The genie is out of the bottle. The time for debate was yesterday because there's big money in these drone designs and application. The insect swarms should scare the bejesus out of everyone.

So, I tip my hat to Rand Paul, even though he's hardly the ideal messenger.

Peggysue
 
Mike, I may be a cynic, but I'm not a defeatist. Perhaps that makes me an existentialist. You should keep trudging along even though you have little hope of a positive outcome, because A Man's Gotta Do What A Man's Gotta Do. (A woman, too.)

There are plenty of Dems out there who want to regain the high ground on the issues of drones, torture, Gitmo, surveillance and civil liberties. Yes, too many Dems allow themselves to be scared off by right-wing attacks on their patriotism. Also, they don't want to weaken a president who, like it or not, is the only thing standing between Social Security and privatization, and who IS on the side of the angels when it comes to raising taxes on the rich.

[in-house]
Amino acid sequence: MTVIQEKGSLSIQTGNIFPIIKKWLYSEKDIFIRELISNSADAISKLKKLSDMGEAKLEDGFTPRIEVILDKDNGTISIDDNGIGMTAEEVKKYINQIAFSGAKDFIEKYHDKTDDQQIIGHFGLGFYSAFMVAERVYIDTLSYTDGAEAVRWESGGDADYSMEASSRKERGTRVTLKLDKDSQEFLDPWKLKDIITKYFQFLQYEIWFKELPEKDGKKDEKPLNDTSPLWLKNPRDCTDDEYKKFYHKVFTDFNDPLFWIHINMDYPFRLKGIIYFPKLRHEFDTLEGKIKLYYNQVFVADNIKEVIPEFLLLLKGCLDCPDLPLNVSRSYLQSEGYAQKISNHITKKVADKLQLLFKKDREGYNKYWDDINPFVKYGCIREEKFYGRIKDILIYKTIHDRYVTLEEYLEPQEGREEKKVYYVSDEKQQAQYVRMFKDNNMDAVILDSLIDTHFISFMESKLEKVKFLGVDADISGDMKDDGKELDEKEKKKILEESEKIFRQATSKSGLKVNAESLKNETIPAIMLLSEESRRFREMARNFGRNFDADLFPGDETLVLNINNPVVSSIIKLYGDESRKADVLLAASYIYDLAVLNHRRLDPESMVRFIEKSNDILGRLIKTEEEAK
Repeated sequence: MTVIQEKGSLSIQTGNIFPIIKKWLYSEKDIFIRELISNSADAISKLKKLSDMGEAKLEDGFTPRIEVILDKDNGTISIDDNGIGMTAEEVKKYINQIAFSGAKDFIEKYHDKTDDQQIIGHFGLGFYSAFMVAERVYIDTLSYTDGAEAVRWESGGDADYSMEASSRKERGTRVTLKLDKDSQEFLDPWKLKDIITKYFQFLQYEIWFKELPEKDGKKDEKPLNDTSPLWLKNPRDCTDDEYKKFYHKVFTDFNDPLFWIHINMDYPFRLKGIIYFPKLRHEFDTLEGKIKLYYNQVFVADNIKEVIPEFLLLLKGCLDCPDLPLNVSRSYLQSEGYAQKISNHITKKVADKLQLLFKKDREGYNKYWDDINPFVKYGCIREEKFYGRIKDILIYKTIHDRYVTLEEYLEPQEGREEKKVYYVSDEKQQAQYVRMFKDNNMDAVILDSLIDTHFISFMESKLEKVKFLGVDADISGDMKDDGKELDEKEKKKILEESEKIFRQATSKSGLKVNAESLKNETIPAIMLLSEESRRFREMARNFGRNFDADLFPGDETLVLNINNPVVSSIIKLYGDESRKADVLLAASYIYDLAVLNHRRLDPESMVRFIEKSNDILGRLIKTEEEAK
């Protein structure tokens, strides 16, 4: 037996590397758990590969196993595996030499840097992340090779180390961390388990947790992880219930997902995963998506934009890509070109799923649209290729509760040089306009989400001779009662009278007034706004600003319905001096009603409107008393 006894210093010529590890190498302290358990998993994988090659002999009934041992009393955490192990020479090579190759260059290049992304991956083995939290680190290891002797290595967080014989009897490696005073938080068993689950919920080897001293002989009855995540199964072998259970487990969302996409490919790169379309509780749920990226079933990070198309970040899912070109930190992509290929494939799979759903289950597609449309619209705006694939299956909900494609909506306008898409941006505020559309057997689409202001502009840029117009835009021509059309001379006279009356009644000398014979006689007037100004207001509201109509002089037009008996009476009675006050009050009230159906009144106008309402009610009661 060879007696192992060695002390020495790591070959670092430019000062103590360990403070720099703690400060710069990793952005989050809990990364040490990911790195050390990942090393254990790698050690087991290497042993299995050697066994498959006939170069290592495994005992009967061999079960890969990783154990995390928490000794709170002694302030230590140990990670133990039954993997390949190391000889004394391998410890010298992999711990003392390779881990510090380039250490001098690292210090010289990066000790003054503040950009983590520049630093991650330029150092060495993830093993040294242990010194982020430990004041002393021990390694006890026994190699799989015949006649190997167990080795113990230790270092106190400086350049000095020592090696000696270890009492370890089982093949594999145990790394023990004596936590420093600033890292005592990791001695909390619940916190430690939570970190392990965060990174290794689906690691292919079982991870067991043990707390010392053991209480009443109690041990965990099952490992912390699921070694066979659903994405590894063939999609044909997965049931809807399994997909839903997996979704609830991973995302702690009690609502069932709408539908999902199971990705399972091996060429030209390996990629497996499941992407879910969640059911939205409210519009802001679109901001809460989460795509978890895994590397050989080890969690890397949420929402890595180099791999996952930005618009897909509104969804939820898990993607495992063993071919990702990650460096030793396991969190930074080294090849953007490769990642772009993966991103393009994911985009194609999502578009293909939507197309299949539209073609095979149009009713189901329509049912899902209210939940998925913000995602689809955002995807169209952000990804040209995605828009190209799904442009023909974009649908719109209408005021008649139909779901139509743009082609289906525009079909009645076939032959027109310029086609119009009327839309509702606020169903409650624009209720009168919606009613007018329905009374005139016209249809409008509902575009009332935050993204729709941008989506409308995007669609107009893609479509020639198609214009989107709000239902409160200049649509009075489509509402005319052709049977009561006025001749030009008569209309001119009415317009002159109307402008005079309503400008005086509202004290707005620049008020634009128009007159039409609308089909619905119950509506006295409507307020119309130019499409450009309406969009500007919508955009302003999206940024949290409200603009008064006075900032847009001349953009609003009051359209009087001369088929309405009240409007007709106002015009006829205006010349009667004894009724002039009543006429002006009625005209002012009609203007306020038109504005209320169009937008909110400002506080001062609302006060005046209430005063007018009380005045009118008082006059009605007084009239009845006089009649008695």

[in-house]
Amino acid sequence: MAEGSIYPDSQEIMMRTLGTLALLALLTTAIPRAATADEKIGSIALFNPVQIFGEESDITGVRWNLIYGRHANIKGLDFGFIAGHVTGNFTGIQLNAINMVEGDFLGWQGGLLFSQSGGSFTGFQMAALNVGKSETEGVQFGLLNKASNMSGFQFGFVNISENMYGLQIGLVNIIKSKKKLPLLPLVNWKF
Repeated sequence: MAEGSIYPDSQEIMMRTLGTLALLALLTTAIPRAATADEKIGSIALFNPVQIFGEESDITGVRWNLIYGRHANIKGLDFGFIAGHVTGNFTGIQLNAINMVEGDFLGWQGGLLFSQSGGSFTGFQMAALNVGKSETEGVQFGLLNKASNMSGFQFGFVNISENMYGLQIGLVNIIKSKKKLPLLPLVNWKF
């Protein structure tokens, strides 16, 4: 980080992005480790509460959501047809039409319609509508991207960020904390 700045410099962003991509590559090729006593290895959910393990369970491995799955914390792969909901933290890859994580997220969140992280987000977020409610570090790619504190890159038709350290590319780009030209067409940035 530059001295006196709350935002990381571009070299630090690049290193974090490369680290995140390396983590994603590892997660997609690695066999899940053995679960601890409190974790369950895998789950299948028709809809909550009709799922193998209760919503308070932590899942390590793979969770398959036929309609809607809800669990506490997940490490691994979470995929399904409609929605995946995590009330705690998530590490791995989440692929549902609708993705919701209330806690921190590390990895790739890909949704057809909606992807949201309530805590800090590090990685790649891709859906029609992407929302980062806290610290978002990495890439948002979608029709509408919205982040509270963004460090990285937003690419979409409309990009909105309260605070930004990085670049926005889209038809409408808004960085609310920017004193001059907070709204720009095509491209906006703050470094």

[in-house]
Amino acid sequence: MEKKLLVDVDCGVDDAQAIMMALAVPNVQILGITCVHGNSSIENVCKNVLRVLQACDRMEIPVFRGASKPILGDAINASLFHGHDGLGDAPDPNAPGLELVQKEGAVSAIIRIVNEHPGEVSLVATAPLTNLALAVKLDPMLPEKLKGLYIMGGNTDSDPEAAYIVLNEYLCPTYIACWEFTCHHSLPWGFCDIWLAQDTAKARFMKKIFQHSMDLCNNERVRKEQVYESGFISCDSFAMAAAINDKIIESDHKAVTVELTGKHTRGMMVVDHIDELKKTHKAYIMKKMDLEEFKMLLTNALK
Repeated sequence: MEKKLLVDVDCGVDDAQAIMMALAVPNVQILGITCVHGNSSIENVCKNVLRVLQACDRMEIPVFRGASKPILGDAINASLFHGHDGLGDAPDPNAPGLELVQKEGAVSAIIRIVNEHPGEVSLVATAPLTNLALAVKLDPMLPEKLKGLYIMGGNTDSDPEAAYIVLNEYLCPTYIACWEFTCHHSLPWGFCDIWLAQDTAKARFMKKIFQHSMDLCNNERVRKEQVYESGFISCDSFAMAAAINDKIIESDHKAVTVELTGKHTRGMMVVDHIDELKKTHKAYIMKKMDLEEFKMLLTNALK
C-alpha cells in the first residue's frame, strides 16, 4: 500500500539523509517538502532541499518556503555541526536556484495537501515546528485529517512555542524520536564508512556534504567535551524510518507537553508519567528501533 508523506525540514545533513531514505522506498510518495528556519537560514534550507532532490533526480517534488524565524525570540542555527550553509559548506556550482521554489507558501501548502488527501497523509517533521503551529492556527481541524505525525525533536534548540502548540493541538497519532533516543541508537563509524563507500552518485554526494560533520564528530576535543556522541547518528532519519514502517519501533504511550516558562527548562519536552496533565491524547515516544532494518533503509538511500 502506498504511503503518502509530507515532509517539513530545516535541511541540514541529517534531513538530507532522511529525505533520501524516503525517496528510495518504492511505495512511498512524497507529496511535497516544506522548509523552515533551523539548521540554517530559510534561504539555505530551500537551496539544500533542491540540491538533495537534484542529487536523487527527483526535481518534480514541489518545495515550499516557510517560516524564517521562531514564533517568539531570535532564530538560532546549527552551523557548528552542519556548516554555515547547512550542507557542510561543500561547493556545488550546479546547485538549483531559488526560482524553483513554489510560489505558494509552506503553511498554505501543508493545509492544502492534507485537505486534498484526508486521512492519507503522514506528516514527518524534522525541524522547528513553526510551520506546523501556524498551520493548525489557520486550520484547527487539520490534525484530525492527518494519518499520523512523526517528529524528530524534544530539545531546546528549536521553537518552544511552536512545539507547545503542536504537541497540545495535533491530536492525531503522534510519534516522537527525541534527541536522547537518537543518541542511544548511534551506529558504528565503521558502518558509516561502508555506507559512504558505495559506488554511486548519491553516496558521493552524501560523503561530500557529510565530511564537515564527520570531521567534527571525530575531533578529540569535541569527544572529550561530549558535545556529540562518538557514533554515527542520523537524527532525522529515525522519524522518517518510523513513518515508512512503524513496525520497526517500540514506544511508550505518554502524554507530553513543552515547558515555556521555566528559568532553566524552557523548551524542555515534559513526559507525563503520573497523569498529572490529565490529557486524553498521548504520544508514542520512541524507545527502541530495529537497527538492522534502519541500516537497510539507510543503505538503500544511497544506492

If average citizens apply pressure, Dem pols will turn. They WANT to turn: I am convinced of that. Similarly, the Republicans WANT to go back to their old pro-torture neo-con ways.

A liberal/libertarian coalition on the issue of drones may be workable -- as long as they remain on opposite sides when it comes to taxes and spending.